Harmonising data regulation
On 25 May 2018, the General Data Protection Regulation (GDPR) will take effect, bringing with it enhanced data privacy protections for those residing in the European Union (EU) and potentially hefty fines for non-compliance. The new regulation provides data subjects with greater oversight on how companies process their personal data, where it is being processed, and the purpose of this, the right to obtain and transmit their data to another data controller, as well as the right for their data to be erased in certain circumstances. Among other measures, the GDPR will also require data breach notifications to be issued within 72 hours where such a breach is likely to result in a risk for the rights and freedoms of individuals.
One of the principal objectives of the GDPR is to harmonise data protection regulation across EU Member States. Ashley Williams, Associate at JAG Shaw Baker, says: “There are some welcome clarifications on conditions that were either ambiguous or where Member States may have taken divergent approaches.” One such example is pseudonymised data, such as key-coded patient data. “Under the current regime, they take a different approach across Member States as to whether that is personal data,” explains Williams. “The GDPR has clarified that is personal data and needs to be treated as such.”
While such harmonisation could provide some welcome clarity, certain aspects of the GDPR are expected to have a more direct and significant impact on the life sciences sector.
Increased data obligations
The new regulation places specific legal obligations on data controllers and data processors. The former determines the purpose, conditions, and means of processing personal data, and the latter processes personal data on behalf of the controller. Although controllers will be accustomed to complying with data obligations, companies that process data on behalf of others may be facing new ground, notes Williams. “Those players who previously had no direct obligations, such as CROs [contract research organisations] or certain digital health companies in their processing capacity, suddenly find themselves with direct obligations. Some range from quite simple obligations such as recording obligations, while others are a lot more onerous,” he adds.
In addition to these obligations, both controllers and processors who undertake the large-scale processing of sensitive personal data or large-scale systematic monitoring of data subjects’ behaviour may be required to appoint a Data Protection Officer (DPO). This would include a life sciences company whose core activity consists of processing health data on a large scale.
DPOs need to have certain professional attributes and skills, such as expert knowledge of data protection law, and they must not engage in tasks that could lead to a conflict of interest. As such, complying with the DPO requirement could necessitate additional resourcing, particularly for start-ups and early-stage life sciences companies. This might take the form of a new internal resource or external resource, such as a data protection consultant. Williams says: “What would be key for life sciences companies is making sure that if they are looking externally to fulfil that role, they have someone who has the right expertise because data protection in life sciences is probably one of the more complex areas for a data protection expert.”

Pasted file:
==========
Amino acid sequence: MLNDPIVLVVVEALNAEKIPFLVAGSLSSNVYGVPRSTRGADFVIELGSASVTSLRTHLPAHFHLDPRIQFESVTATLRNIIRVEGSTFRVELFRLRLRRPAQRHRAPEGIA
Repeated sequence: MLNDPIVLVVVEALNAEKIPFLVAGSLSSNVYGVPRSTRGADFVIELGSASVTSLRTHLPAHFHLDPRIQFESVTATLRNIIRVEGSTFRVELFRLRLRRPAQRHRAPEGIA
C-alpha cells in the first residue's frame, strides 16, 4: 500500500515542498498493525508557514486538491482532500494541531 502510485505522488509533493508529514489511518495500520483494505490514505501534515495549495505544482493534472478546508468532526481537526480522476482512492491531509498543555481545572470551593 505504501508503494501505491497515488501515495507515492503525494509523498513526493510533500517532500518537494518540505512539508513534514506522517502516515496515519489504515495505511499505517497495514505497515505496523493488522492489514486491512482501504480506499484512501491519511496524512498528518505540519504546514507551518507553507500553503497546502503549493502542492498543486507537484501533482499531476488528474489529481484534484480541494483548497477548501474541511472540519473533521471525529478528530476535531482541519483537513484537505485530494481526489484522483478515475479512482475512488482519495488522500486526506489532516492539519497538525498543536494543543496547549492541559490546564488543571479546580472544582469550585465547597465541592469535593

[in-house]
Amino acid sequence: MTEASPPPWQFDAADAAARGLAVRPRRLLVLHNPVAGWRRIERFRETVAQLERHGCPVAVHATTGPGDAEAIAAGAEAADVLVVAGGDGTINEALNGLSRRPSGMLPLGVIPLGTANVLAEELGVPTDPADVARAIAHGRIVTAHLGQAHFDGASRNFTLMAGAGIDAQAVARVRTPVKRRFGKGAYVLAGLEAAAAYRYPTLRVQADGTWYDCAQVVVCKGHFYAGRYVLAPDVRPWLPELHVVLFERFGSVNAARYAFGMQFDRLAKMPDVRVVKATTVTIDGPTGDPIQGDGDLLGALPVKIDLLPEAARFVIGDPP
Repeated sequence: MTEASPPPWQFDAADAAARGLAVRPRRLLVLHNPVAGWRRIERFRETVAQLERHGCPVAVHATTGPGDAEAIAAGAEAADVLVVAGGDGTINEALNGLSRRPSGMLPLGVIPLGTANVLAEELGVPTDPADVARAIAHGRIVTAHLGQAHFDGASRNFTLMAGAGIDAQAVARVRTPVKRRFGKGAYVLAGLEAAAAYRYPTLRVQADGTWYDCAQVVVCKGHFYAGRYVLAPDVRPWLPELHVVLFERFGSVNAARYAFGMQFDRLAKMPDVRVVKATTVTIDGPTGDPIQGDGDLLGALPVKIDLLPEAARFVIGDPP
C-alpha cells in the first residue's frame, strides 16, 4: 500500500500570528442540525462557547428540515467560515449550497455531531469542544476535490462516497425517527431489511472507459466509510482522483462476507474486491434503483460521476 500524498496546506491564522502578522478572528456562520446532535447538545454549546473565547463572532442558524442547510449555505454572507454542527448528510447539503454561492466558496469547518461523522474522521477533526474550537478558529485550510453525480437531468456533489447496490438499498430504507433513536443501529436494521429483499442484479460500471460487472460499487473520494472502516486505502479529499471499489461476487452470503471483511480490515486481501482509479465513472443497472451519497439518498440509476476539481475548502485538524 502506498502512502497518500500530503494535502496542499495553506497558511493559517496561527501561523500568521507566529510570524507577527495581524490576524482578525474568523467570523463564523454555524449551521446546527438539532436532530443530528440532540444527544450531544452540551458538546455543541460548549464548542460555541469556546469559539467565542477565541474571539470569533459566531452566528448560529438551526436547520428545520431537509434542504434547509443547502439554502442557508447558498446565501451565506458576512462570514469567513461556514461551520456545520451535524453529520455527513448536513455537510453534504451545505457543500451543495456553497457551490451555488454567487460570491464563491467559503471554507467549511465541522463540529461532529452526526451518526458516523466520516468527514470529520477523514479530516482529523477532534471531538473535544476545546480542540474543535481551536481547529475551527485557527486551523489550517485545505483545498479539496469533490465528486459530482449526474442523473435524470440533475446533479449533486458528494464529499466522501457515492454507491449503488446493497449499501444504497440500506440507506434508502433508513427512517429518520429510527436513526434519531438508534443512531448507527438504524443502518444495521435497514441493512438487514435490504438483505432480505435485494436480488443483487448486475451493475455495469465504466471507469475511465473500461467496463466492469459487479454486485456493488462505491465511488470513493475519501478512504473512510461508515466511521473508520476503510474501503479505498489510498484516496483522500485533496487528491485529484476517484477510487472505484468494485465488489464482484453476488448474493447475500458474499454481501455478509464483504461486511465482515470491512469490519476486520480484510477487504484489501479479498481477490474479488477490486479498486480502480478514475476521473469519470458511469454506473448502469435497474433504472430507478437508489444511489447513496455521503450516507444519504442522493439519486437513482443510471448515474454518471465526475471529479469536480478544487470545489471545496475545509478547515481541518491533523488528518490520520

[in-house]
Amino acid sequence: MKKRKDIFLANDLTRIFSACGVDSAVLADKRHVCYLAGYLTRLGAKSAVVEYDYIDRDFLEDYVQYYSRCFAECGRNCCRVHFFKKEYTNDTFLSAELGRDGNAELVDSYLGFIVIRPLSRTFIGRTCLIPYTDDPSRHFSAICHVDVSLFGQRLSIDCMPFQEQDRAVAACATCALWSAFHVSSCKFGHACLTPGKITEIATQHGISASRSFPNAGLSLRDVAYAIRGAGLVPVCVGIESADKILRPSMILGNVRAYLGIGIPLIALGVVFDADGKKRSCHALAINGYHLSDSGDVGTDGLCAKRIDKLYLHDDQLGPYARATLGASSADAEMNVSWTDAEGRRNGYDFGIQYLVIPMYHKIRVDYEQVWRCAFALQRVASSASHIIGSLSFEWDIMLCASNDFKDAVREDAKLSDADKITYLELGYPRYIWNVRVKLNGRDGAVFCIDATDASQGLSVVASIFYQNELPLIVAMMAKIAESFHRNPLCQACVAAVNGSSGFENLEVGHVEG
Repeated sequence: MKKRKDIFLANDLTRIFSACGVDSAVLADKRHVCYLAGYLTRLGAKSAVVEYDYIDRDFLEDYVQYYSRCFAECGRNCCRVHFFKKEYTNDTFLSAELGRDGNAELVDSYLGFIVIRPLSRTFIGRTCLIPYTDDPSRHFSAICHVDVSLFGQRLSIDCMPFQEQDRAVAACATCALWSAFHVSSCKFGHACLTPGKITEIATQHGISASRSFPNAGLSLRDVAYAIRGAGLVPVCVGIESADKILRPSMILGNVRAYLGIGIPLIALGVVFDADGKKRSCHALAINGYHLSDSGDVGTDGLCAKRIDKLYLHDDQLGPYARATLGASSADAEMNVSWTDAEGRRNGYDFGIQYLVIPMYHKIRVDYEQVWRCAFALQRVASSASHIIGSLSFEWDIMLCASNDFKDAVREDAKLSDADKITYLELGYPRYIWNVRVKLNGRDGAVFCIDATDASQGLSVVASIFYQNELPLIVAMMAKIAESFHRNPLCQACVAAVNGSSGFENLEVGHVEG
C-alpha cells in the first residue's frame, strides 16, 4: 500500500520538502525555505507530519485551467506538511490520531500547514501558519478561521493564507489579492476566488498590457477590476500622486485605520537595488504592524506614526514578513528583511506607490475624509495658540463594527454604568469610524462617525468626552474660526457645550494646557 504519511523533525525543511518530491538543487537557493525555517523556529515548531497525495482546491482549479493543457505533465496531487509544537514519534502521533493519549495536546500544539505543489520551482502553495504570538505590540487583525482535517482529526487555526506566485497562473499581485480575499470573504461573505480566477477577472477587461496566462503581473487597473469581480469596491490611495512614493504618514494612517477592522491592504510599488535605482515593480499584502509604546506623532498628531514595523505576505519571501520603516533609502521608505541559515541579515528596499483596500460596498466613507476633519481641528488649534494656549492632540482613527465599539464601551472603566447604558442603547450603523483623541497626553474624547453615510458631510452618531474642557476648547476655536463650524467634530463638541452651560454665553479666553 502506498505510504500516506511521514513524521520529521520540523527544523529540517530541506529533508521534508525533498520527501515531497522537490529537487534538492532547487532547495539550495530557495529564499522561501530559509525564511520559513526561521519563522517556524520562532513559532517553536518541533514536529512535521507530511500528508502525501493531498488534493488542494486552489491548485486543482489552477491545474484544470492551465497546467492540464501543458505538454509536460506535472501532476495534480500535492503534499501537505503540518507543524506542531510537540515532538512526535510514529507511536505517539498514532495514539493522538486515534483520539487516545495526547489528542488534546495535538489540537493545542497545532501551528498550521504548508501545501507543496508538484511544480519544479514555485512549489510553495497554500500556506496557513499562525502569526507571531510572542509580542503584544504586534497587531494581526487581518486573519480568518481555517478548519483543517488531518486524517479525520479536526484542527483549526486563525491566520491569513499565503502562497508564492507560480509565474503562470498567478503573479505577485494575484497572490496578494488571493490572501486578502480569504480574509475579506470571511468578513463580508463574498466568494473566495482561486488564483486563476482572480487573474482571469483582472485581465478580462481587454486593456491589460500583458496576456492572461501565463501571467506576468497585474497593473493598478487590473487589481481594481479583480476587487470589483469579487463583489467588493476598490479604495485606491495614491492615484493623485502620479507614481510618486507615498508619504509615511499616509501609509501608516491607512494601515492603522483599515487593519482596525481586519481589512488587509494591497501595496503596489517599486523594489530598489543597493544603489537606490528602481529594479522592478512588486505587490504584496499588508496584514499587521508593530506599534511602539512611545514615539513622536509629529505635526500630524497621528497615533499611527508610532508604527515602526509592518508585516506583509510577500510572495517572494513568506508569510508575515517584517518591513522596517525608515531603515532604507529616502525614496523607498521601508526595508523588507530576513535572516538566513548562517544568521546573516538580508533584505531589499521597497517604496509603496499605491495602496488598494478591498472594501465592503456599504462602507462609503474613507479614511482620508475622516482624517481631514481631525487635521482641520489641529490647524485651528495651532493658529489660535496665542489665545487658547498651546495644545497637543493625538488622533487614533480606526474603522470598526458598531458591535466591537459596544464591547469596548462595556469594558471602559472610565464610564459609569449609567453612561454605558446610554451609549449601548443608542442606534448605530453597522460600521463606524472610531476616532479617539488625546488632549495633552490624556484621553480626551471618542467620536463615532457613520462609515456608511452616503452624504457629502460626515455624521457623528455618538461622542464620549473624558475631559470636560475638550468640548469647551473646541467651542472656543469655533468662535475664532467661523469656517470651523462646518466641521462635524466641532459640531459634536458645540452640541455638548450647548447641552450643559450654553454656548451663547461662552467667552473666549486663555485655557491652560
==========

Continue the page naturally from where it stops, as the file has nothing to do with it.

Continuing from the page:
Understanding GDPR and relevant exemptions
While Williams is positive about GDPR awareness levels among the life sciences sector compared to other industries, the issue for life sciences companies lies in understanding how the regulations will apply to them specifically. Williams attributes this in part to the difficulty in identifying relevant exemptions to the GDPR. For example, data erasure, also known as the right to be forgotten, could have a significant impact on certain stages of a company or product’s development, such as clinical trials. However, there are exemptions to this right that are of particular note to the life sciences sector. “Where the purposes are scientific research, and the right to erasure would render impossible or make the achievement of the objective impossible, then life sciences companies would be exempt from the subject being able to exercise those rights,” explains Williams.
Finding and understanding if and how such exemptions might apply or relying on further guidance on these exemptions to be issued by Member States, may pose a challenge. “Life sciences companies will still need to be very au fait with what each Member State is doing and what additional guidance they are providing around some of these exemptions,” Williams adds.
Developing a tailored action plan
The complexity of the life sciences sector presents a further hurdle for companies seeking to understand how the incoming regulation will affect them and the steps they need to take to prepare for it. Williams says: “Absolutely key to this is having a real understanding of your own data flows. What data do you collect? What is it used for? Where is it transferred? Who is it shared with?” A data mapping exercise, such as completing a data audit questionnaire, can help companies build a clearer picture. “You need to do that because you can’t really assess how the GDPR will apply to you until you have that very clearly mapped out,” notes Williams.
Once this exercise has been conducted, companies will better understand their risk profile and can develop a plan that is relevant to their operations. Williams adds: “What is really key here is making whatever compliance programme you adopt appropriate and tailored to your business.” As the GDPR implementation date of 25 May 2018 fast approaches, companies may wish to focus on addressing immediate risk areas and core external business operations first.